According to the analysis made in connection with the reply to the first question, goods presented to customs under an incorrect designation in the documents submitted to the custom authorities, in this case ‘cookware’ instead of cigarettes, were not lawfully introduced into the Community. If those goods were unlawfully introduced, Article 202 of the Customs Code applies, which lays down the detailed rules on incurrence of the customs debt. It follows that the customs debt in respect of that operation is necessarily based on that Article 202.

36
The answer to the first part of the fourth question must therefore be that the customs debt in respect of goods presented to customs and declared under an incorrect designation is based on Article 202 of the Customs Code.

The second part of the fourth question

37
Under the terms of Article 202(3) of the Customs Code, the customs debt in the case of unlawful introduction of goods into the Community is imposed on three categories of persons, namely the perpetrators of that introduction, those who participated in it and were aware or should reasonably have been aware that it was unlawful and those who acquired or held the goods in question and were aware or should reasonably have been aware that they had been introduced unlawfully.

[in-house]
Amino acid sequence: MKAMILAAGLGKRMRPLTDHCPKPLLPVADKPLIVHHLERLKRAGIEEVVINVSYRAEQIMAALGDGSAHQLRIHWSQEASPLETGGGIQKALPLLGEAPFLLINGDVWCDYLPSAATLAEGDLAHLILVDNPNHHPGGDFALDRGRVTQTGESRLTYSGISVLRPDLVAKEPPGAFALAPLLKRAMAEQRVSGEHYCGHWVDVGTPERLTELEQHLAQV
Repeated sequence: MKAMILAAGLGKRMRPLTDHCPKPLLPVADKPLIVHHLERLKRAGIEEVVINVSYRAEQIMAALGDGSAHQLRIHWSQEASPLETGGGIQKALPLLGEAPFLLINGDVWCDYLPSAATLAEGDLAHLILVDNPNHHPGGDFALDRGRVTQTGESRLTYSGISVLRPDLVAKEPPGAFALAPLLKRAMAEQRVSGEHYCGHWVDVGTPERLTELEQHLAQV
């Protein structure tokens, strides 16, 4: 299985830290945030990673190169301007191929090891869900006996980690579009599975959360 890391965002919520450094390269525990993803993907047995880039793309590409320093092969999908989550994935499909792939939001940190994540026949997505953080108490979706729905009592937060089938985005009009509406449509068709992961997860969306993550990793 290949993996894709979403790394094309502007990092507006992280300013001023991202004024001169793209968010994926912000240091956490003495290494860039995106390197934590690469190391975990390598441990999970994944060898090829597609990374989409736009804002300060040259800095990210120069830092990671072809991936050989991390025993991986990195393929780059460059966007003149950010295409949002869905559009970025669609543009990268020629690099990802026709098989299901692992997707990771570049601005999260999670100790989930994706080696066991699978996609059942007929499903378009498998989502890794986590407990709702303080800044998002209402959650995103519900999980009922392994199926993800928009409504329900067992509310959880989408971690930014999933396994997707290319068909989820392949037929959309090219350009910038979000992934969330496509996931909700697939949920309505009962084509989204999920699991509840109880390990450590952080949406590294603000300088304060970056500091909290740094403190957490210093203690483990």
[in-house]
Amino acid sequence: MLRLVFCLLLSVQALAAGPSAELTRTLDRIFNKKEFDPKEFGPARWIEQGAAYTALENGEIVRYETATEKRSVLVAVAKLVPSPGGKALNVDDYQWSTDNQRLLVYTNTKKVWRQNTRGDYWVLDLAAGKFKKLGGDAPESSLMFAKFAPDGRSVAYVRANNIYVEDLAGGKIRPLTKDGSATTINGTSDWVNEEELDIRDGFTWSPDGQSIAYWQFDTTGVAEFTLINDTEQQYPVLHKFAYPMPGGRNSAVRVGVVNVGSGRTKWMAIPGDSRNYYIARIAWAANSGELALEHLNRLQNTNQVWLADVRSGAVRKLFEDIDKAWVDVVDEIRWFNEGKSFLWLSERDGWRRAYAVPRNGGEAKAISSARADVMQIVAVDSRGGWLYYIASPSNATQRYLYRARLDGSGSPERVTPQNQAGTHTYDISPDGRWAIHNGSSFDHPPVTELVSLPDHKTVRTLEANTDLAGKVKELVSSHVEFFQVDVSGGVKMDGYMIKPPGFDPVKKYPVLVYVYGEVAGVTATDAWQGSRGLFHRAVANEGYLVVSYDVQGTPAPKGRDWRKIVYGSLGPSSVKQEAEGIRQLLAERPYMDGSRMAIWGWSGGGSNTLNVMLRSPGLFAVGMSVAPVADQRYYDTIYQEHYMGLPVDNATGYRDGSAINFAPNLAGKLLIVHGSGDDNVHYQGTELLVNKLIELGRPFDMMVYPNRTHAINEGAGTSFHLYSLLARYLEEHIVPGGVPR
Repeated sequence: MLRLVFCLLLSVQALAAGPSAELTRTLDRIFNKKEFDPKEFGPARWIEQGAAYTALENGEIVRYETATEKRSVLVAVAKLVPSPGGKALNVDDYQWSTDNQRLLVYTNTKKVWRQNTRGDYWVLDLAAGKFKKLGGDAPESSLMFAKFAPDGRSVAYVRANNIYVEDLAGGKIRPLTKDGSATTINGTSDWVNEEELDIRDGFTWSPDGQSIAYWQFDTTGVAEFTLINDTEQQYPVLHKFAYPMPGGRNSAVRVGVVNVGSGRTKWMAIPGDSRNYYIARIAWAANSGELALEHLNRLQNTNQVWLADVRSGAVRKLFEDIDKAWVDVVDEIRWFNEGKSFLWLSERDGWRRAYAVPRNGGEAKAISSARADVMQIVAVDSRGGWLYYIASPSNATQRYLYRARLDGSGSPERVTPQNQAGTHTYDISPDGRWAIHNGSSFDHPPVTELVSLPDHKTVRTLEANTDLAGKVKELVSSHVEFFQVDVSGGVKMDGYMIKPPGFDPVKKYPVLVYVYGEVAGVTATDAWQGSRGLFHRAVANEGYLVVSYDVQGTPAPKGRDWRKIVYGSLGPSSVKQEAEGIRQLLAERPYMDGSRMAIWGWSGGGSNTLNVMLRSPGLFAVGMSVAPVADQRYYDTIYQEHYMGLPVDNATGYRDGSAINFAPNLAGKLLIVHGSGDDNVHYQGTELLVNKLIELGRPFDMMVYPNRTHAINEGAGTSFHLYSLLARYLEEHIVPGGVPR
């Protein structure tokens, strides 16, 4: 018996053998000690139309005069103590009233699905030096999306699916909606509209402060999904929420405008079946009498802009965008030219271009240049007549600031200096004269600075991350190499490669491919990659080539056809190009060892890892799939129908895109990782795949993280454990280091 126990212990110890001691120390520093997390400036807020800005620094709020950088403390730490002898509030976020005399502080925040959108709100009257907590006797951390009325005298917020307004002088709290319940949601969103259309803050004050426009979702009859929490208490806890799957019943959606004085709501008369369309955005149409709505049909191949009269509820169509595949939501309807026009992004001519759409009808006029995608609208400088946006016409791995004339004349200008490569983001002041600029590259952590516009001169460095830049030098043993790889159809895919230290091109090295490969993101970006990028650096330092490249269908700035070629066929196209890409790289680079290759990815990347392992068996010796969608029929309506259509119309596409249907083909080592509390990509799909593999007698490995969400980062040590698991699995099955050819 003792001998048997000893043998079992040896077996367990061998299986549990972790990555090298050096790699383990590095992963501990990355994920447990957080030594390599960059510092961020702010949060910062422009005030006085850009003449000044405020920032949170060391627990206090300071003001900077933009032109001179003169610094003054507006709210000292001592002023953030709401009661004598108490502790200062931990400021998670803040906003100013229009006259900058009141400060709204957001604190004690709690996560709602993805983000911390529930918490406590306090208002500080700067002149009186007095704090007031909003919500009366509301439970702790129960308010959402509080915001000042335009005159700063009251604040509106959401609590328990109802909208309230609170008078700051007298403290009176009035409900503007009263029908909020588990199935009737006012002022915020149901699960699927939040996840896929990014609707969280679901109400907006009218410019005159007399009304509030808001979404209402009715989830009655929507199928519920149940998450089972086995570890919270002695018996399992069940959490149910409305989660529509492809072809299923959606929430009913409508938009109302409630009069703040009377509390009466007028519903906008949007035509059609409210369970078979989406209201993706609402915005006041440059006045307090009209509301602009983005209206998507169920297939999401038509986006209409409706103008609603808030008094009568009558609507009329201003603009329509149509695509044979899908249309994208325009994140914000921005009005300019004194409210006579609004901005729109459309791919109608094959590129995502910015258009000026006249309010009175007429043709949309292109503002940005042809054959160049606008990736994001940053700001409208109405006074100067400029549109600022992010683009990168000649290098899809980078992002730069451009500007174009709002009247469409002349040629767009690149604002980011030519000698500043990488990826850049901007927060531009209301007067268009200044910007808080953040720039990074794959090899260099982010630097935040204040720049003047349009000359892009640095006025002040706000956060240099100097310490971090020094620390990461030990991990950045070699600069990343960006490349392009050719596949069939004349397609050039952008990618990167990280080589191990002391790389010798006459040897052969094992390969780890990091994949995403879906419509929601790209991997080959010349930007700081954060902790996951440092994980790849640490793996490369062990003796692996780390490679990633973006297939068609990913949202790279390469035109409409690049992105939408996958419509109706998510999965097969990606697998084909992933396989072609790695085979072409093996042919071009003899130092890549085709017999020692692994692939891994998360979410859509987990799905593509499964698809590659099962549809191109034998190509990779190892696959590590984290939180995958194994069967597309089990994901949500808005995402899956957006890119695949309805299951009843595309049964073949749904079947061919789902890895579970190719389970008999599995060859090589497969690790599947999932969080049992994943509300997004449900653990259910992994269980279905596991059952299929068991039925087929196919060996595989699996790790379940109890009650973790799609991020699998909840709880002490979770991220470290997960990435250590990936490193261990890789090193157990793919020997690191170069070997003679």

38
According to the Court’s case-law, it is clear from the wording of that provision that the Community legislature intended to give a broad definition of the persons capable of being regarded as debtors of the customs debt, in cases of unlawful introduction of goods subject to import duties (Case C-414/02 Spedition Ulustrans [2004] ECR I-0000, paragraph 25). The legislature also intended to lay down exhaustively the conditions for determining who are the debtors of the customs debt (Spedition Ulustrans, cited above, paragraph 39).

39
The Court has, in addition, already noted that the first indent of Article 202(3) of the Customs Code refers to the ‘person’ who introduced the goods, without specifying whether that means a natural person or a legal person. Any ‘person’ may, therefore, be regarded as the debtor of the customs debt for the purposes of that provision, that is to say if he can be regarded as having been by his actions responsible for the unlawful introduction of the goods (Spedition Ulustrans, paragraph 26). As regards the interpretation of that provision, the Court has also held that, even if other persons can be declared debtors in respect of the same goods on the basis of the other provisions of Article 202(3), the person who in practical terms introduced the goods without declaring them remains the debtor by virtue of the provisions of the first indent of Article 202(3) (Viluckas and Jonusas, cited above, paragraph 29).